27 Mar DIY ~ Bird Bath and Stool
I love the birds. We have a family of sparrows, a few blue tits and the odd robin. I’ve tried varying the food to get in some different types, but I’m happy with the sparrows and the colourful tits. At the moment I have an old seed tray that I keep topped up with water that the birds seem very happy with, but I thought they deserved an upgrade.
I’ve been wanting to get my hands dirty with concrete for some time, so this seemed like a good first project. It’s unlikely your first go will be perfect. My first bird bath, the concrete wasn’t wet enough so my bowl was lumpy, my second one the bowl set unevenly (although the birds might appreciate a deep and shallow end) which is why I’ve added a spirit level to the mix and had some seriously large holes as I didn’t bang it enough on the floor. This is my third one.
If you want to make the stool, but don’t want the dusty drama of concrete, then a large terracotta plant pot saucer would be an ideal cop out.
The stool is like a Japanese stool design and is really easy to make, once you have the dimensions. It has multiple uses around the garden, can be used in pairs to hold up a small table or crates or instead of a bird bath, a round planter to add some height.
MATERIALS + TOOLS
Bag of Ready to Use Concrete ~ I used the fine kind which you can just add water too, make sure it doesn’t have gravel stones in, otherwise you will have a very knobbly bird bath.
Two cheap plastic bowls, one slightly smaller than the other.
Water (tap is fine 😀) + some kind of oil
Bucket, something to mix the concrete easily with, watering can with rose, bricks or something heavy and a spirit level might be useful.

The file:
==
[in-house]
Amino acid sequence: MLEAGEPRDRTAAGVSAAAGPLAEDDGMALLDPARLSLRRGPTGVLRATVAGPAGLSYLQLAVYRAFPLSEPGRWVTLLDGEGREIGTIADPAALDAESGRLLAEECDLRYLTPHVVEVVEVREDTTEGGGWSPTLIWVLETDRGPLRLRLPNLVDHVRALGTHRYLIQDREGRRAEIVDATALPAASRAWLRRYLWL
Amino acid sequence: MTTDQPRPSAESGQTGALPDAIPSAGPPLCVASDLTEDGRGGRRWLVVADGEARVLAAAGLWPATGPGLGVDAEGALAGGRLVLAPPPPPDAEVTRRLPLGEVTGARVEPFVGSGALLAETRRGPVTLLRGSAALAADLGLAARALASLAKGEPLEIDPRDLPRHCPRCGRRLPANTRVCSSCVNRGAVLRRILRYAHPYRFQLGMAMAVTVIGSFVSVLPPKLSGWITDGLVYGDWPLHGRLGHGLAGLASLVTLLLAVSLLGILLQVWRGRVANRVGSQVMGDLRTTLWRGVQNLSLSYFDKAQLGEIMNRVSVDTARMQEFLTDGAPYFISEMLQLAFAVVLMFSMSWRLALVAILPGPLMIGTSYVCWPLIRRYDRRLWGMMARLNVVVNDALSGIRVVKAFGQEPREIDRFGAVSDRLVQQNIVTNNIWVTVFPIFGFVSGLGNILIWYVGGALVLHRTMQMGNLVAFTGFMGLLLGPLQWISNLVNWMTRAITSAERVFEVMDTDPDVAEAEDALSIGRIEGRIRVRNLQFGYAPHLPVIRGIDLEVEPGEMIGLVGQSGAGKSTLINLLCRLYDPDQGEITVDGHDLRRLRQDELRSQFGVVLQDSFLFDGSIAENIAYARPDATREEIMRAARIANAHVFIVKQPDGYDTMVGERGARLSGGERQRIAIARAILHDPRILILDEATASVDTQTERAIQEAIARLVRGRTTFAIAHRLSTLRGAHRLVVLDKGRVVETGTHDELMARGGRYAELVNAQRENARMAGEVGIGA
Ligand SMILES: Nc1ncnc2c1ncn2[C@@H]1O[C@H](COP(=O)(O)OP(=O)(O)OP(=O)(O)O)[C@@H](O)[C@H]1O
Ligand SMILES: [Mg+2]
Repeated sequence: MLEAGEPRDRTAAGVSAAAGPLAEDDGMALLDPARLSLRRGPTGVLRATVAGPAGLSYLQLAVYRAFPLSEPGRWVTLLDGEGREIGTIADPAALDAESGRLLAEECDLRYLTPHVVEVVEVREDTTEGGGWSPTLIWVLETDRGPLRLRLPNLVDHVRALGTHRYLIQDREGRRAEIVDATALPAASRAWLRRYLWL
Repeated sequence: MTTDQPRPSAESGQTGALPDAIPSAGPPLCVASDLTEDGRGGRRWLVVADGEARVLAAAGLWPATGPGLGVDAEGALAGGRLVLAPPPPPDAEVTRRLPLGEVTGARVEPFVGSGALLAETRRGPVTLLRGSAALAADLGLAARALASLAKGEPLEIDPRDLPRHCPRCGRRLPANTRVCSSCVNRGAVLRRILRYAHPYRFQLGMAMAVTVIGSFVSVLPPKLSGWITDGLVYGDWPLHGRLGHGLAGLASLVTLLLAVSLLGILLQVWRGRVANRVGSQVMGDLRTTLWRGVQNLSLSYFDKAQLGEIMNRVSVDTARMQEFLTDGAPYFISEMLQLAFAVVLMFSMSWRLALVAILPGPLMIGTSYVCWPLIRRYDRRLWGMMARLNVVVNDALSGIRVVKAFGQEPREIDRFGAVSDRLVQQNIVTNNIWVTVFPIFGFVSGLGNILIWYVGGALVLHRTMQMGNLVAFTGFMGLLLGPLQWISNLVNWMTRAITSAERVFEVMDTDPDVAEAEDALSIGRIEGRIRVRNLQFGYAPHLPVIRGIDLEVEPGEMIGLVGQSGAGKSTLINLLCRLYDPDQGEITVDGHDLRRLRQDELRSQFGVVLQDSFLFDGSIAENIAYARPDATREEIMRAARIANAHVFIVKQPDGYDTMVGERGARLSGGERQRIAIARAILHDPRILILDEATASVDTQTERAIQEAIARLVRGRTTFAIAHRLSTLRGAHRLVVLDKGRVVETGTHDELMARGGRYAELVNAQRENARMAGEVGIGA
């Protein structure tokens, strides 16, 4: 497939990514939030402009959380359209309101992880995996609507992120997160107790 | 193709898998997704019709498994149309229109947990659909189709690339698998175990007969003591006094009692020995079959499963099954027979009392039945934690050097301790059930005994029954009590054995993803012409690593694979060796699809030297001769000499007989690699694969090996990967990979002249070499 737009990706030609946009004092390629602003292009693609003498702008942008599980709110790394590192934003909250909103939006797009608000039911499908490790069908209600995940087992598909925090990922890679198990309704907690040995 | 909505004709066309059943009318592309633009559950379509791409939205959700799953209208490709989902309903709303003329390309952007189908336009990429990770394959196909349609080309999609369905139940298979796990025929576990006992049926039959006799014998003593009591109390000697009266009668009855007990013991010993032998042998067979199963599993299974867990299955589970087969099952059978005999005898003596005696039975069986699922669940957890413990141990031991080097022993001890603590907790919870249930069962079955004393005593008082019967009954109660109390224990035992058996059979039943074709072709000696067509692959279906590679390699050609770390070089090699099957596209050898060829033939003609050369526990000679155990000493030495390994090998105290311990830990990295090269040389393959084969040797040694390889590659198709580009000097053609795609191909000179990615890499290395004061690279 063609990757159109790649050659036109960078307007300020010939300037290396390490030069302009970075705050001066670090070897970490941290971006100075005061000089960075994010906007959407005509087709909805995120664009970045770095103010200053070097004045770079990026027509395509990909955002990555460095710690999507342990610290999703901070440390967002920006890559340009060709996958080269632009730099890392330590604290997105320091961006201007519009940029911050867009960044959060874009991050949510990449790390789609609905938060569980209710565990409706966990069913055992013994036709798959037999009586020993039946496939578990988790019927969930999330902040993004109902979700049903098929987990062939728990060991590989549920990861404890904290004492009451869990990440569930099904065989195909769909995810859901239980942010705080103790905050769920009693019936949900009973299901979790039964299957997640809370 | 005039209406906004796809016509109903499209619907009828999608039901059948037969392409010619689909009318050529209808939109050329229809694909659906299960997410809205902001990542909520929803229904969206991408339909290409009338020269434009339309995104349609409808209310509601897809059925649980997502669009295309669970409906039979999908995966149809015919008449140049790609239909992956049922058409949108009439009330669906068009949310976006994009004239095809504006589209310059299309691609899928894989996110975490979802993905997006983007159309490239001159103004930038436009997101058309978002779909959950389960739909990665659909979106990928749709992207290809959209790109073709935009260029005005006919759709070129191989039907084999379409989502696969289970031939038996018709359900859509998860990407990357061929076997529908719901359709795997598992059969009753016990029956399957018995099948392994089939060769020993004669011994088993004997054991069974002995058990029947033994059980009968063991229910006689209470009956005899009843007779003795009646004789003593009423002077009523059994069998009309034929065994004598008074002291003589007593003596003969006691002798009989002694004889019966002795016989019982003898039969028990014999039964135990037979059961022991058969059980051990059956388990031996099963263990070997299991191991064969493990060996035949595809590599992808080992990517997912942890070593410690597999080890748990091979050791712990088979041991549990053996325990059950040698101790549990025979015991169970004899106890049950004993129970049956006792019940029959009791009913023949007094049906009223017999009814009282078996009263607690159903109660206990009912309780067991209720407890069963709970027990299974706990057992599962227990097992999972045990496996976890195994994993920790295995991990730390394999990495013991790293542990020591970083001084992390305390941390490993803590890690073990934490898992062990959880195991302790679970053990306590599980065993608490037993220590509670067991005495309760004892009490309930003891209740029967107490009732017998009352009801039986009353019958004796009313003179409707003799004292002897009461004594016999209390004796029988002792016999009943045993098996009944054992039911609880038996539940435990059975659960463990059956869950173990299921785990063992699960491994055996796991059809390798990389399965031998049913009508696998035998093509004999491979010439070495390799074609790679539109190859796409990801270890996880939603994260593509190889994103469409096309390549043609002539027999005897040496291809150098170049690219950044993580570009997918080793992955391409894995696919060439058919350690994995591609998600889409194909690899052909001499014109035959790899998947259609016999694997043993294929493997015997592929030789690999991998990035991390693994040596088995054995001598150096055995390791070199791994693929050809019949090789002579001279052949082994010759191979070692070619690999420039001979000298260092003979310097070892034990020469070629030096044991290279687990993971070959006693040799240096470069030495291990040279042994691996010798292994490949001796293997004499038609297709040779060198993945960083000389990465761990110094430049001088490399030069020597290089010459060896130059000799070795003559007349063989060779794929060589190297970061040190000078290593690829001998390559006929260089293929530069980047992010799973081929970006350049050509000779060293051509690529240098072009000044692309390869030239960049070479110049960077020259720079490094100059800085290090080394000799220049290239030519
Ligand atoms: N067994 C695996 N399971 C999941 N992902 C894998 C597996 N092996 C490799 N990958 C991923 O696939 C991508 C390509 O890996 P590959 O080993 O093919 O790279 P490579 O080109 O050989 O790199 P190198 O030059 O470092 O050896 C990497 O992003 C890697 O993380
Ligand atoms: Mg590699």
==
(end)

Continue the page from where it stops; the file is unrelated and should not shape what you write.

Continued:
Glasses, this stuff is dusty!
If you’ve never worked with quick dry concrete before then prepare yourself for a level of intensity, not previously experienced in the garden. As when they say ‘sets in 30 mins’ they mean it sets in about 10 mins, so you need to make sure you have everything ready to roll, before the water hits the concrete bucket.
Use a spirit level to check you have an even surface for drying and fill the watering can.
Put the dry mix in the large bowl first, to check how much you need then pour back into your mixing bucket. Clean the large bowl and you can smear oil around the inside, to help you remove it.
We’re looking for the consistency a bit like peanut butter, so thick enough that you can move it around but not too wet that it’s like a sloppy chowder.
Get ready… go!
Count two seconds when you pour the water in (use spray rose) and mix furiously. You may need more water, so count one second for each time until you reach ‘peanut butter’. Then pour into your bowl on your even surface and bang loads of times to get rid of any large bubbles. Put the smaller bowl bang in the middle and weigh down with bricks. Check the smaller bowl is level in the big bowl.
Leave overnight then ease it out carefully. Sand off any rough edges and then paint it generously with concrete sealer. All done!
A word on bubbles, as much as I banged it, it’s going to be hard in the timeframe to get rid of all the bubbles, but you can always wipe the bowl with some dry concrete dust and water afterwards with a paint brush. That’s what I did, as I couldn’t live with the holes.
MATERIALS + TOOLS
Wooden slats: 6.9cm x 1.8cm x 240cm x 2
Cut to size: Long: 60cm x 4 ~ Medium 30cm x 1 ~ Short 23cm x 1
Cut to size: 25cm-ish circle
Long wood screws • Short wood screws • Primer paint • Exterior paint
Drill • Cutting saw • Paint brush • Pen & tape measure
Take the four long slats and mark 1cm on opposite ends of each plank, then draw a diagonal line for cutting.
Overlap the two ends so you have two Vs and screw in place, you want the bottom of the V to be about 25 cm wide.
You should have the two inner slats together and two outer ones on the outside.
Mark down both inner slats of the V for the little shelf. Screw the medium slat to the top and the shorter shelf slat about half way down. Then screw in the other V slat.
Here we go! If we just wanted a stool, then we would leave it here…
…but as we’re adding a bird bath on top, screw in the plywood circle. Use the short screws for this bit and make sure they are level on the top or your bird bath will wobble.
As the other projects, give everything a good slosh of paint, with a primer and two coats of exterior eggshell.
Let the birdie bathing commence!
“A garden is a delight to the eye and a solace for the soul.”